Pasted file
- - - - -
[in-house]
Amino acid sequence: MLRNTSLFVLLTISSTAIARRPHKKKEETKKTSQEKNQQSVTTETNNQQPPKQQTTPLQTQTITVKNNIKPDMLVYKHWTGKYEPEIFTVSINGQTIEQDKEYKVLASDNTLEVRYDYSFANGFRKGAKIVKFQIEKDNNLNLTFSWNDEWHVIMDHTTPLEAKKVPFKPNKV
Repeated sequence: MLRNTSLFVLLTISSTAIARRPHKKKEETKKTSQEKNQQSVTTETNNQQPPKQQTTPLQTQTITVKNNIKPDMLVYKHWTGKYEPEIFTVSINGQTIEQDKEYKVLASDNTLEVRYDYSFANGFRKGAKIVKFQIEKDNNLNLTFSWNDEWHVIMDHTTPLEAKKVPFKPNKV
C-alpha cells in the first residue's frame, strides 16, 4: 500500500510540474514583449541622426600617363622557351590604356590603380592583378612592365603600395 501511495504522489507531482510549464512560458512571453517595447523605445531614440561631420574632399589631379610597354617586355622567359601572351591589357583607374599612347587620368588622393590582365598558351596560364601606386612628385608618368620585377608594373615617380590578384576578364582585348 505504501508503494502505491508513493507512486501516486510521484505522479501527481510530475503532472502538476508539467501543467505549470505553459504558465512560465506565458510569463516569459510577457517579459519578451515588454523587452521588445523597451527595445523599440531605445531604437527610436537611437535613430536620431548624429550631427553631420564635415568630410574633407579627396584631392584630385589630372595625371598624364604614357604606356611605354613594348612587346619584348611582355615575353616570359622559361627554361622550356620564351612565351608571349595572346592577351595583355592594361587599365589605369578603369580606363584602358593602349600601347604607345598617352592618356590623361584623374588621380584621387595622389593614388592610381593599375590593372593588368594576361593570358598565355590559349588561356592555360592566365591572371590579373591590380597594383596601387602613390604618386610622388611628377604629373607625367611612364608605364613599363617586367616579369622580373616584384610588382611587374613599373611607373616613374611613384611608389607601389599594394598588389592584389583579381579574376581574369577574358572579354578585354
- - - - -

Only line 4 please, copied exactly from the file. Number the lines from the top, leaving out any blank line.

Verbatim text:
C-alpha cells in the first residue's frame, strides 16, 4: 500500500510540474514583449541622426600617363622557351590604356590603380592583378612592365603600395 501511495504522489507531482510549464512560458512571453517595447523605445531614440561631420574632399589631379610597354617586355622567359601572351591589357583607374599612347587620368588622393590582365598558351596560364601606386612628385608618368620585377608594373615617380590578384576578364582585348 505504501508503494502505491508513493507512486501516486510521484505522479501527481510530475503532472502538476508539467501543467505549470505553459504558465512560465506565458510569463516569459510577457517579459519578451515588454523587452521588445523597451527595445523599440531605445531604437527610436537611437535613430536620431548624429550631427553631420564635415568630410574633407579627396584631392584630385589630372595625371598624364604614357604606356611605354613594348612587346619584348611582355615575353616570359622559361627554361622550356620564351612565351608571349595572346592577351595583355592594361587599365589605369578603369580606363584602358593602349600601347604607345598617352592618356590623361584623374588621380584621387595622389593614388592610381593599375590593372593588368594576361593570358598565355590559349588561356592555360592566365591572371590579373591590380597594383596601387602613390604618386610622388611628377604629373607625367611612364608605364613599363617586367616579369622580373616584384610588382611587374613599373611607373616613374611613384611608389607601389599594394598588389592584389583579381579574376581574369577574358572579354578585354